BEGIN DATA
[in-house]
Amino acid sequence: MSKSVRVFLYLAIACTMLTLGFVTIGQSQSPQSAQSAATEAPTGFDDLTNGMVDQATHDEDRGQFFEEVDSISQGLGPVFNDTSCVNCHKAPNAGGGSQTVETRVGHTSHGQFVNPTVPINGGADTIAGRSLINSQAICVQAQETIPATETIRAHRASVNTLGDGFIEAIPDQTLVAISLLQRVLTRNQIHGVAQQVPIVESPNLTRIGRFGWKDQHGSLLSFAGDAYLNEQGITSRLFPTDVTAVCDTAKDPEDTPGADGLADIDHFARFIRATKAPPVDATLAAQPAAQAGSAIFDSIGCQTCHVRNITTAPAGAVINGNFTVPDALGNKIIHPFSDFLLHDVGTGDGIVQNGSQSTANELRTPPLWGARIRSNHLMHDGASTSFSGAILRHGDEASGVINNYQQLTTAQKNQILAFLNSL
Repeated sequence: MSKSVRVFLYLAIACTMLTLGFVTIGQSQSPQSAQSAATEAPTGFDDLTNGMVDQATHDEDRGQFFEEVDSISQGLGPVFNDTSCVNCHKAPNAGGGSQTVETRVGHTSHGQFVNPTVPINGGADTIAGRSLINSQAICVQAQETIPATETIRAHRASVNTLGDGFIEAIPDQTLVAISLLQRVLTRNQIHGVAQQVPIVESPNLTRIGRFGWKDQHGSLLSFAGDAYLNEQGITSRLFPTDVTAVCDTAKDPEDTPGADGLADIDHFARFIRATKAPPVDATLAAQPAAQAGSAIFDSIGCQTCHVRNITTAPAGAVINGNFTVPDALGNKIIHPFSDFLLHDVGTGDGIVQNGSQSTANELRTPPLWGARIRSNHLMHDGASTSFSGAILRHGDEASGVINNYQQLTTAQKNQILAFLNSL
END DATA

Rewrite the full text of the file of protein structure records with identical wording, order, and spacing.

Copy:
[in-house]
Amino acid sequence: MSKSVRVFLYLAIACTMLTLGFVTIGQSQSPQSAQSAATEAPTGFDDLTNGMVDQATHDEDRGQFFEEVDSISQGLGPVFNDTSCVNCHKAPNAGGGSQTVETRVGHTSHGQFVNPTVPINGGADTIAGRSLINSQAICVQAQETIPATETIRAHRASVNTLGDGFIEAIPDQTLVAISLLQRVLTRNQIHGVAQQVPIVESPNLTRIGRFGWKDQHGSLLSFAGDAYLNEQGITSRLFPTDVTAVCDTAKDPEDTPGADGLADIDHFARFIRATKAPPVDATLAAQPAAQAGSAIFDSIGCQTCHVRNITTAPAGAVINGNFTVPDALGNKIIHPFSDFLLHDVGTGDGIVQNGSQSTANELRTPPLWGARIRSNHLMHDGASTSFSGAILRHGDEASGVINNYQQLTTAQKNQILAFLNSL
Repeated sequence: MSKSVRVFLYLAIACTMLTLGFVTIGQSQSPQSAQSAATEAPTGFDDLTNGMVDQATHDEDRGQFFEEVDSISQGLGPVFNDTSCVNCHKAPNAGGGSQTVETRVGHTSHGQFVNPTVPINGGADTIAGRSLINSQAICVQAQETIPATETIRAHRASVNTLGDGFIEAIPDQTLVAISLLQRVLTRNQIHGVAQQVPIVESPNLTRIGRFGWKDQHGSLLSFAGDAYLNEQGITSRLFPTDVTAVCDTAKDPEDTPGADGLADIDHFARFIRATKAPPVDATLAAQPAAQAGSAIFDSIGCQTCHVRNITTAPAGAVINGNFTVPDALGNKIIHPFSDFLLHDVGTGDGIVQNGSQSTANELRTPPLWGARIRSNHLMHDGASTSFSGAILRHGDEASGVINNYQQLTTAQKNQILAFLNSL